Lesson 2: Credit Reports and Credit Scores

Scroll down for some thought questions and case study examples or download discussion in a PDF file.

#1: How can I find out my credit score?

Everyone is entitled to get a free credit score from each of the three credit-reporting companies (Equifax, Experian, and TransUnion) every year. If you perform a Google search for “annual credit report,” you will find several sites where you can request them, but watch out for fraudulent sites. One reliable place is www.annualcreditreport.com. As this site notes, before you get your credit reports, you will be required to answer several detailed questions for which you may need to review old utility and credit card bills. These questions are included to ensure that nobody but you can get your credit information.

#2: How are the different components that determine my credit score weighted?

Payment History 35%

Amount of Debt 30%

Length of Credit History 15%

# of New Credit Applications 10%

Types of Credit Used 10%

According to the FICO website, “these percentages are based on the importance of the five categories for the general population. For particular groups—for example, people who have not been using credit long—the relative importance of these categories may be different.”

#3: Will paying off my credit card debt help my credit score?

Yes. Any time you can reduce your debt, you will increase your credit score. Keep in mind, however, that if you never borrow any money or pay for anything with your credit card, your credit score will be lower than if you use your credit card consistently and pay off the balance every month.

#4: Will getting another credit card help my credit score?

That depends! Applying for new credit does not help your score immediately. In fact, it can even hurt your score, especially if you apply for multiple forms of new credit in a short period of time. However, if you get a new credit card and always make your payments on time, never go over your credit limit, and don’t run up any new debt, your score will increase over time.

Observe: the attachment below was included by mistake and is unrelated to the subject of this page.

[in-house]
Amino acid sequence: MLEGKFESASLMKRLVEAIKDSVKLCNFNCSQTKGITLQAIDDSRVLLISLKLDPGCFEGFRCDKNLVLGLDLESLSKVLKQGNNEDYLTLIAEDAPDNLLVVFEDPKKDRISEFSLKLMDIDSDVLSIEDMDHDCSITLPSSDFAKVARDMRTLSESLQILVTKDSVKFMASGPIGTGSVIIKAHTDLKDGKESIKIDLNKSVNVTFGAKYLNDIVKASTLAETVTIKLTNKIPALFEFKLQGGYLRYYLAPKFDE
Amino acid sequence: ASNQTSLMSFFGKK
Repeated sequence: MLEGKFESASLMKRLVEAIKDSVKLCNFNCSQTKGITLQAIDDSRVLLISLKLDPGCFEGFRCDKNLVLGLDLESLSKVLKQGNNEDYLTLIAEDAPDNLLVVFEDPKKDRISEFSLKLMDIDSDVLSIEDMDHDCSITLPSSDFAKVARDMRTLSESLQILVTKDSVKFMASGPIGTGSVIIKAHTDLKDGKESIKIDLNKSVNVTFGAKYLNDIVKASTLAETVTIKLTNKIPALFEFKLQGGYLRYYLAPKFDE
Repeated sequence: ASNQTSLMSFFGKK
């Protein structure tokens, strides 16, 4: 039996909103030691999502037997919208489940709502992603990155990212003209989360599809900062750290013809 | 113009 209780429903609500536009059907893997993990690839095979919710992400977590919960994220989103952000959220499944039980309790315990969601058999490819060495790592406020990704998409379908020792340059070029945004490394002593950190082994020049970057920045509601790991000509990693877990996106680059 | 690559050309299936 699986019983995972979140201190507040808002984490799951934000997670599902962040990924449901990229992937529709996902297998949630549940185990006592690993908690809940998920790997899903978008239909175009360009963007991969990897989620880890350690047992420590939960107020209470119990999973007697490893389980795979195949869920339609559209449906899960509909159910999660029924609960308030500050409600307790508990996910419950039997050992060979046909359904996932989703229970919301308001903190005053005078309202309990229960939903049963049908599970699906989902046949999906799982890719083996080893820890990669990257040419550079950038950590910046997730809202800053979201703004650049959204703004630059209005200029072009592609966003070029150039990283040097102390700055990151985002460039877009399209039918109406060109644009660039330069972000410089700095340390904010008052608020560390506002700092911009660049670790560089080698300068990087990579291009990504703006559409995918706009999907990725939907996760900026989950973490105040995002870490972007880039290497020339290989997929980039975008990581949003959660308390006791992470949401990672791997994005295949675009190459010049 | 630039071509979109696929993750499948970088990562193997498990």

#5: What do I do if I find an error in my credit report?

If you find an error in your credit report, you should contact the credit reporting agency immediately (Equifax, Experian, or TransUnion) and try to correct the error. It may take some work, but it’s worth it. You should also check your reports from the other credit reporting agencies (if you haven’t yet) and make sure they are error free.

#6: If I don’t have any credit or I have a low credit score, what are some good ways to start building credit and raising my credit score?

There are a number of ways to build credit and most of them come down to paying your bills on time and not going into debt. If you rent an apartment and pay utilities, pay those bills on time and in full every time; all that payment history goes into your credit report.

If you are worried about using a credit card for fear of ending up in debt, there are alternatives that you can use to help build your credit. Many credit card companies, banks, and credit unions offer cards that are secured by collateral that you provide; meaning that you cannot charge more than you have in your account—unlike credit cards, which are “unsecured” and allow you to charge up to your credit limit (and often beyond, accompanied by a hefty fee). There are also “credit builder” loans that are a type of secured loan designed to help you build credit. See Lesson 5 of this Module: Secured Loans and Debt for more information.

Continuing example stories from three different stages in life.

Lesson 2: Credit Reports and Credit Scores

Each of our Smithies has a credit score, whether they check it or not. Those three little numbers can significantly affect their financial options.

credit scores

Grace, recent graduate, 24

Grace is thinking ahead, and she knows that her credit score will impact the things she wants to do in life – get an apartment, apply for a job, and one day buy a car and a home. So Grace requests her free copy of her credit report from each of the three major credit reporting agencies: TransUnion, Experian, and Equifax. There are no errors in the reports, which is good, but she notices that she has one red box for the time she paid her credit card bill two days late. She wonders how that affected her credit score, so she pays one of the companies to find out her score.